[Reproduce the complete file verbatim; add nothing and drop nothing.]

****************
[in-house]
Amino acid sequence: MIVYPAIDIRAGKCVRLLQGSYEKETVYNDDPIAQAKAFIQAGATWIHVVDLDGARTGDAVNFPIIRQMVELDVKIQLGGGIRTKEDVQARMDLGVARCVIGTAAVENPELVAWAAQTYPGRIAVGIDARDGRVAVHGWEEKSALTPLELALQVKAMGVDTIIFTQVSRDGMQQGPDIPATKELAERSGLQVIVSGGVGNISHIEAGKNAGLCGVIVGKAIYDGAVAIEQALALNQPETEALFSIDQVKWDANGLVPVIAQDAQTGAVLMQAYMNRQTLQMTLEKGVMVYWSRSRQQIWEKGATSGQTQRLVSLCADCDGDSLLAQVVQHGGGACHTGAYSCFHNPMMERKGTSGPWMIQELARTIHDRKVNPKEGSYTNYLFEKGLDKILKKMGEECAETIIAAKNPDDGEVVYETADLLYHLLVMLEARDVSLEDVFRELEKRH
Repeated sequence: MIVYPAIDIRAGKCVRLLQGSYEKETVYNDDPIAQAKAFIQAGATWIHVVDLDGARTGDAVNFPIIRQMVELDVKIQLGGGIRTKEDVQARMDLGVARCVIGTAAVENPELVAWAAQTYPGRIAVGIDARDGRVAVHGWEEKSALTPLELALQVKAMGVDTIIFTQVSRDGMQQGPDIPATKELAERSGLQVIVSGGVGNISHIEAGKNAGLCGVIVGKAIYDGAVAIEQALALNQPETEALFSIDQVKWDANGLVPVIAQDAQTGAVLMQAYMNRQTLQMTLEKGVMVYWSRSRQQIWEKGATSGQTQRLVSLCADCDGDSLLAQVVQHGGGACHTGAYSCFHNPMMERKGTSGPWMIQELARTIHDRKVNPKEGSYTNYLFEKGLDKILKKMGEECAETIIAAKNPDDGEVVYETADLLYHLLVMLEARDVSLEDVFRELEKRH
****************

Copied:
[in-house]
Amino acid sequence: MIVYPAIDIRAGKCVRLLQGSYEKETVYNDDPIAQAKAFIQAGATWIHVVDLDGARTGDAVNFPIIRQMVELDVKIQLGGGIRTKEDVQARMDLGVARCVIGTAAVENPELVAWAAQTYPGRIAVGIDARDGRVAVHGWEEKSALTPLELALQVKAMGVDTIIFTQVSRDGMQQGPDIPATKELAERSGLQVIVSGGVGNISHIEAGKNAGLCGVIVGKAIYDGAVAIEQALALNQPETEALFSIDQVKWDANGLVPVIAQDAQTGAVLMQAYMNRQTLQMTLEKGVMVYWSRSRQQIWEKGATSGQTQRLVSLCADCDGDSLLAQVVQHGGGACHTGAYSCFHNPMMERKGTSGPWMIQELARTIHDRKVNPKEGSYTNYLFEKGLDKILKKMGEECAETIIAAKNPDDGEVVYETADLLYHLLVMLEARDVSLEDVFRELEKRH
Repeated sequence: MIVYPAIDIRAGKCVRLLQGSYEKETVYNDDPIAQAKAFIQAGATWIHVVDLDGARTGDAVNFPIIRQMVELDVKIQLGGGIRTKEDVQARMDLGVARCVIGTAAVENPELVAWAAQTYPGRIAVGIDARDGRVAVHGWEEKSALTPLELALQVKAMGVDTIIFTQVSRDGMQQGPDIPATKELAERSGLQVIVSGGVGNISHIEAGKNAGLCGVIVGKAIYDGAVAIEQALALNQPETEALFSIDQVKWDANGLVPVIAQDAQTGAVLMQAYMNRQTLQMTLEKGVMVYWSRSRQQIWEKGATSGQTQRLVSLCADCDGDSLLAQVVQHGGGACHTGAYSCFHNPMMERKGTSGPWMIQELARTIHDRKVNPKEGSYTNYLFEKGLDKILKKMGEECAETIIAAKNPDDGEVVYETADLLYHLLVMLEARDVSLEDVFRELEKRH